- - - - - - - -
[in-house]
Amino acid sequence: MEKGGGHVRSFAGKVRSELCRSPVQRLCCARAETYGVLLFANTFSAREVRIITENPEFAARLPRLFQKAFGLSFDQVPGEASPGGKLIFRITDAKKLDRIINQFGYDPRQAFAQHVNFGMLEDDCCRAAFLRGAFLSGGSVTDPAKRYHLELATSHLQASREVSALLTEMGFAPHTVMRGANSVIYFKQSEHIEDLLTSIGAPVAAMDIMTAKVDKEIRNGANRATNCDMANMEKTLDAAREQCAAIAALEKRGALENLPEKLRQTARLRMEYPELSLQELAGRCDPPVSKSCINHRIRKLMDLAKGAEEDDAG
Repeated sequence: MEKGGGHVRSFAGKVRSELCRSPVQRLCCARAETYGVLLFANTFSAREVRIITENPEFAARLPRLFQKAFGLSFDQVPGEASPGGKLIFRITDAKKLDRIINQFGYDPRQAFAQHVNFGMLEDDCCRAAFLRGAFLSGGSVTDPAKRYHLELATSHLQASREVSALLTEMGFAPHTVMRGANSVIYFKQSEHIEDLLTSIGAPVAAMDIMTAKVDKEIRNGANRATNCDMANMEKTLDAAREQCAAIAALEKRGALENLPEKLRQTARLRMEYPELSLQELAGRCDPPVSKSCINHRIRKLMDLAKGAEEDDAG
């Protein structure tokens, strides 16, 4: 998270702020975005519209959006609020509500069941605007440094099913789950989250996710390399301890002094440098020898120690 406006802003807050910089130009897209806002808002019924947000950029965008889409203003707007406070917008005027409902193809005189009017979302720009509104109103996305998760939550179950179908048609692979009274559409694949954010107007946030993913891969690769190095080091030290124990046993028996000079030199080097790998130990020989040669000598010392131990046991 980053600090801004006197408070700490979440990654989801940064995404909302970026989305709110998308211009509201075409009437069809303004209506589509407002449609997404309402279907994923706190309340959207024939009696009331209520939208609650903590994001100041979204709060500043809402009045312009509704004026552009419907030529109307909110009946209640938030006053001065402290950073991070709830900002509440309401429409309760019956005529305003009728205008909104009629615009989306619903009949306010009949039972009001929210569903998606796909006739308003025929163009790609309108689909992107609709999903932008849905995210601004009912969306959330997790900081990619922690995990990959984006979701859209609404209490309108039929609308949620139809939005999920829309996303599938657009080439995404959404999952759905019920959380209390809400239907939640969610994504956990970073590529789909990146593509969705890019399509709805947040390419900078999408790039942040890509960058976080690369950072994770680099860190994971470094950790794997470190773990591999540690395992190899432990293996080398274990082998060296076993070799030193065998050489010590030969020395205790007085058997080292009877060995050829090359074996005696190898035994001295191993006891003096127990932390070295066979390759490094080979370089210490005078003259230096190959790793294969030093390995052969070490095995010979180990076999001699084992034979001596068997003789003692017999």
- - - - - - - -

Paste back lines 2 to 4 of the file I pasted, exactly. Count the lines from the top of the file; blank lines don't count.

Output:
Amino acid sequence: MEKGGGHVRSFAGKVRSELCRSPVQRLCCARAETYGVLLFANTFSAREVRIITENPEFAARLPRLFQKAFGLSFDQVPGEASPGGKLIFRITDAKKLDRIINQFGYDPRQAFAQHVNFGMLEDDCCRAAFLRGAFLSGGSVTDPAKRYHLELATSHLQASREVSALLTEMGFAPHTVMRGANSVIYFKQSEHIEDLLTSIGAPVAAMDIMTAKVDKEIRNGANRATNCDMANMEKTLDAAREQCAAIAALEKRGALENLPEKLRQTARLRMEYPELSLQELAGRCDPPVSKSCINHRIRKLMDLAKGAEEDDAG
Repeated sequence: MEKGGGHVRSFAGKVRSELCRSPVQRLCCARAETYGVLLFANTFSAREVRIITENPEFAARLPRLFQKAFGLSFDQVPGEASPGGKLIFRITDAKKLDRIINQFGYDPRQAFAQHVNFGMLEDDCCRAAFLRGAFLSGGSVTDPAKRYHLELATSHLQASREVSALLTEMGFAPHTVMRGANSVIYFKQSEHIEDLLTSIGAPVAAMDIMTAKVDKEIRNGANRATNCDMANMEKTLDAAREQCAAIAALEKRGALENLPEKLRQTARLRMEYPELSLQELAGRCDPPVSKSCINHRIRKLMDLAKGAEEDDAG
């Protein structure tokens, strides 16, 4: 998270702020975005519209959006609020509500069941605007440094099913789950989250996710390399301890002094440098020898120690 406006802003807050910089130009897209806002808002019924947000950029965008889409203003707007406070917008005027409902193809005189009017979302720009509104109103996305998760939550179950179908048609692979009274559409694949954010107007946030993913891969690769190095080091030290124990046993028996000079030199080097790998130990020989040669000598010392131990046991 980053600090801004006197408070700490979440990654989801940064995404909302970026989305709110998308211009509201075409009437069809303004209506589509407002449609997404309402279907994923706190309340959207024939009696009331209520939208609650903590994001100041979204709060500043809402009045312009509704004026552009419907030529109307909110009946209640938030006053001065402290950073991070709830900002509440309401429409309760019956005529305003009728205008909104009629615009989306619903009949306010009949039972009001929210569903998606796909006739308003025929163009790609309108689909992107609709999903932008849905995210601004009912969306959330997790900081990619922690995990990959984006979701859209609404209490309108039929609308949620139809939005999920829309996303599938657009080439995404959404999952759905019920959380209390809400239907939640969610994504956990970073590529789909990146593509969705890019399509709805947040390419900078999408790039942040890509960058976080690369950072994770680099860190994971470094950790794997470190773990591999540690395992190899432990293996080398274990082998060296076993070799030193065998050489010590030969020395205790007085058997080292009877060995050829090359074996005696190898035994001295191993006891003096127990932390070295066979390759490094080979370089210490005078003259230096190959790793294969030093390995052969070490095995010979180990076999001699084992034979001596068997003789003692017999």